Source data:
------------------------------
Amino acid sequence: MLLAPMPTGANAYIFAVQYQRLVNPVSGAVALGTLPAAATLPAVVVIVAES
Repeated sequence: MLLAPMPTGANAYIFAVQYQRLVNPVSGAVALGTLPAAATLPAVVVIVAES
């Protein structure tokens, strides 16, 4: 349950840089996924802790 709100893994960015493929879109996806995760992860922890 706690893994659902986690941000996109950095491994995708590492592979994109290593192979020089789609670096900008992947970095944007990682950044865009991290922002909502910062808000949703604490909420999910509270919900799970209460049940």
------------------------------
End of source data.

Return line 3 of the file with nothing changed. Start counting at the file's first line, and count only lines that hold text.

């Protein structure tokens, strides 16, 4: 349950840089996924802790 709100893994960015493929879109996806995760992860922890 706690893994659902986690941000996109950095491994995708590492592979994109290593192979020089789609670096900008992947970095944007990682950044865009991290922002909502910062808000949703604490909420999910509270919900799970209460049940």